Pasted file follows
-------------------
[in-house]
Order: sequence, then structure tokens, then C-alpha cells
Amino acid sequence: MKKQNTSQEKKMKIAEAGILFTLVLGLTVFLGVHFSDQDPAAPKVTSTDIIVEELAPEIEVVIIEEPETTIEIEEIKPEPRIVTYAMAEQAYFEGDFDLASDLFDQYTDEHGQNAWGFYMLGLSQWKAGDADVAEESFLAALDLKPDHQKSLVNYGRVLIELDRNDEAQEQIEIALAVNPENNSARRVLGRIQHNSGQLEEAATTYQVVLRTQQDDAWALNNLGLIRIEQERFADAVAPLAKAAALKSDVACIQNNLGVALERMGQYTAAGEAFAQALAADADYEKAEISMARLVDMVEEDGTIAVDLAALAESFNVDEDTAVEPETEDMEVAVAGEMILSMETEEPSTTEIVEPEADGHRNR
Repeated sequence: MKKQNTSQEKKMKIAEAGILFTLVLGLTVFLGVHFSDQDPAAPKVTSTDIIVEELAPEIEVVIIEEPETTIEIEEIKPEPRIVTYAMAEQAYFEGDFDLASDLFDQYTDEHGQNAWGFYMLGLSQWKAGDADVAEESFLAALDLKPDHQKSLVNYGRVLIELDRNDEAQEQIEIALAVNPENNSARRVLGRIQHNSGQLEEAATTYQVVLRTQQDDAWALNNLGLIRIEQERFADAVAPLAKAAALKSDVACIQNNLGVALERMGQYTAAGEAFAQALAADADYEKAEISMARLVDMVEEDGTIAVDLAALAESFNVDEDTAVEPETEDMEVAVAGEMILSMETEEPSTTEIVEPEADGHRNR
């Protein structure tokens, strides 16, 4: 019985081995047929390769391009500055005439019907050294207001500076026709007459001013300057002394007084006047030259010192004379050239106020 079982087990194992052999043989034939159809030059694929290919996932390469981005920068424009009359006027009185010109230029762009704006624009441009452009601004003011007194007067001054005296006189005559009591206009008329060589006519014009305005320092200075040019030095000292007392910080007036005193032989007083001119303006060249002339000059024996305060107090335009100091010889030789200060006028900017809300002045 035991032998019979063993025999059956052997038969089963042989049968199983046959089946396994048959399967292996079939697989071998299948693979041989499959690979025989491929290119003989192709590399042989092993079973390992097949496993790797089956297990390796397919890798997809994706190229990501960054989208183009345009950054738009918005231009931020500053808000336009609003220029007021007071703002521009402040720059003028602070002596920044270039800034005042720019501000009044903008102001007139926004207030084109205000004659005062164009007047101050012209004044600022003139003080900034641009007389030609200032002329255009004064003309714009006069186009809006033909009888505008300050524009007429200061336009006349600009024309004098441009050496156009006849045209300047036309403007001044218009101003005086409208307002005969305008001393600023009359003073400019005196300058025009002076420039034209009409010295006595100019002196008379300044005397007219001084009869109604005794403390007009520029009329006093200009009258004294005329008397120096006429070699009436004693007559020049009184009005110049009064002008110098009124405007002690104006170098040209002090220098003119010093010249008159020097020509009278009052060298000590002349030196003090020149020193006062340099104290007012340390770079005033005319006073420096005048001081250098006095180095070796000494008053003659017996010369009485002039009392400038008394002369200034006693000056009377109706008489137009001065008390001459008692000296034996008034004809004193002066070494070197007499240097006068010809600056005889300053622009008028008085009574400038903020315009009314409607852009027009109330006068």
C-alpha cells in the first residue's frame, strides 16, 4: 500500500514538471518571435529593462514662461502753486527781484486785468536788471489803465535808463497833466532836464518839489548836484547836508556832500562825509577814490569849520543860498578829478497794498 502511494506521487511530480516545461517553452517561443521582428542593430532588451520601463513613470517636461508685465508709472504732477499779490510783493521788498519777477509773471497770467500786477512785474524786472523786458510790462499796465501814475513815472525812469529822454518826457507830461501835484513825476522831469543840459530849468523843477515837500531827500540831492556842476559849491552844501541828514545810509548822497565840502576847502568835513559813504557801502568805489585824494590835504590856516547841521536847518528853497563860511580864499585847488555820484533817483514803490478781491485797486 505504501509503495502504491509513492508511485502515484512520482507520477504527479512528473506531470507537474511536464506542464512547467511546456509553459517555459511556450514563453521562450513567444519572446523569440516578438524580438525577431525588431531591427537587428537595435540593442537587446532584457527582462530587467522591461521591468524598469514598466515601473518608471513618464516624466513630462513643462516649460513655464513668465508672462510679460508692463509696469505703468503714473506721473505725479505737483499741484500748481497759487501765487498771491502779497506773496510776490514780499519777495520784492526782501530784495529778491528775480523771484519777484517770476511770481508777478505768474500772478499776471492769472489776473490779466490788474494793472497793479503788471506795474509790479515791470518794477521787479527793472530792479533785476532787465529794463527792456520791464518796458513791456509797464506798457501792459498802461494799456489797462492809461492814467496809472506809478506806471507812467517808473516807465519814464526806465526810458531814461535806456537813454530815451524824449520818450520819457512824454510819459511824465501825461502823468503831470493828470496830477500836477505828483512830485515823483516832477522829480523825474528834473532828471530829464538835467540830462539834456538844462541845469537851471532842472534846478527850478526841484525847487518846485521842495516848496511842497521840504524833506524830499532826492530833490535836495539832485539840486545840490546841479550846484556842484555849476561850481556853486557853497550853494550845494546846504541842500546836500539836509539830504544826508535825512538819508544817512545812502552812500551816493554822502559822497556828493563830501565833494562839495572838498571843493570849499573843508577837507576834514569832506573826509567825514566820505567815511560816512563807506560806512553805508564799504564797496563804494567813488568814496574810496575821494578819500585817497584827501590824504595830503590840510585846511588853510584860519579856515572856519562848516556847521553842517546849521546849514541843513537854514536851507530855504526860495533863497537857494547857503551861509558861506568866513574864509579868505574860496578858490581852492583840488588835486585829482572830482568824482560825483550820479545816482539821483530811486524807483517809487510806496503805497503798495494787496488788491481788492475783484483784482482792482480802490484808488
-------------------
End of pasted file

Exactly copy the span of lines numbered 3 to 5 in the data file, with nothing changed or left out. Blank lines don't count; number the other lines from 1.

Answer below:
Amino acid sequence: MKKQNTSQEKKMKIAEAGILFTLVLGLTVFLGVHFSDQDPAAPKVTSTDIIVEELAPEIEVVIIEEPETTIEIEEIKPEPRIVTYAMAEQAYFEGDFDLASDLFDQYTDEHGQNAWGFYMLGLSQWKAGDADVAEESFLAALDLKPDHQKSLVNYGRVLIELDRNDEAQEQIEIALAVNPENNSARRVLGRIQHNSGQLEEAATTYQVVLRTQQDDAWALNNLGLIRIEQERFADAVAPLAKAAALKSDVACIQNNLGVALERMGQYTAAGEAFAQALAADADYEKAEISMARLVDMVEEDGTIAVDLAALAESFNVDEDTAVEPETEDMEVAVAGEMILSMETEEPSTTEIVEPEADGHRNR
Repeated sequence: MKKQNTSQEKKMKIAEAGILFTLVLGLTVFLGVHFSDQDPAAPKVTSTDIIVEELAPEIEVVIIEEPETTIEIEEIKPEPRIVTYAMAEQAYFEGDFDLASDLFDQYTDEHGQNAWGFYMLGLSQWKAGDADVAEESFLAALDLKPDHQKSLVNYGRVLIELDRNDEAQEQIEIALAVNPENNSARRVLGRIQHNSGQLEEAATTYQVVLRTQQDDAWALNNLGLIRIEQERFADAVAPLAKAAALKSDVACIQNNLGVALERMGQYTAAGEAFAQALAADADYEKAEISMARLVDMVEEDGTIAVDLAALAESFNVDEDTAVEPETEDMEVAVAGEMILSMETEEPSTTEIVEPEADGHRNR
């Protein structure tokens, strides 16, 4: 019985081995047929390769391009500055005439019907050294207001500076026709007459001013300057002394007084006047030259010192004379050239106020 079982087990194992052999043989034939159809030059694929290919996932390469981005920068424009009359006027009185010109230029762009704006624009441009452009601004003011007194007067001054005296006189005559009591206009008329060589006519014009305005320092200075040019030095000292007392910080007036005193032989007083001119303006060249002339000059024996305060107090335009100091010889030789200060006028900017809300002045 035991032998019979063993025999059956052997038969089963042989049968199983046959089946396994048959399967292996079939697989071998299948693979041989499959690979025989491929290119003989192709590399042989092993079973390992097949496993790797089956297990390796397919890798997809994706190229990501960054989208183009345009950054738009918005231009931020500053808000336009609003220029007021007071703002521009402040720059003028602070002596920044270039800034005042720019501000009044903008102001007139926004207030084109205000004659005062164009007047101050012209004044600022003139003080900034641009007389030609200032002329255009004064003309714009006069186009809006033909009888505008300050524009007429200061336009006349600009024309004098441009050496156009006849045209300047036309403007001044218009101003005086409208307002005969305008001393600023009359003073400019005196300058025009002076420039034209009409010295006595100019002196008379300044005397007219001084009869109604005794403390007009520029009329006093200009009258004294005329008397120096006429070699009436004693007559020049009184009005110049009064002008110098009124405007002690104006170098040209002090220098003119010093010249008159020097020509009278009052060298000590002349030196003090020149020193006062340099104290007012340390770079005033005319006073420096005048001081250098006095180095070796000494008053003659017996010369009485002039009392400038008394002369200034006693000056009377109706008489137009001065008390001459008692000296034996008034004809004193002066070494070197007499240097006068010809600056005889300053622009008028008085009574400038903020315009009314409607852009027009109330006068």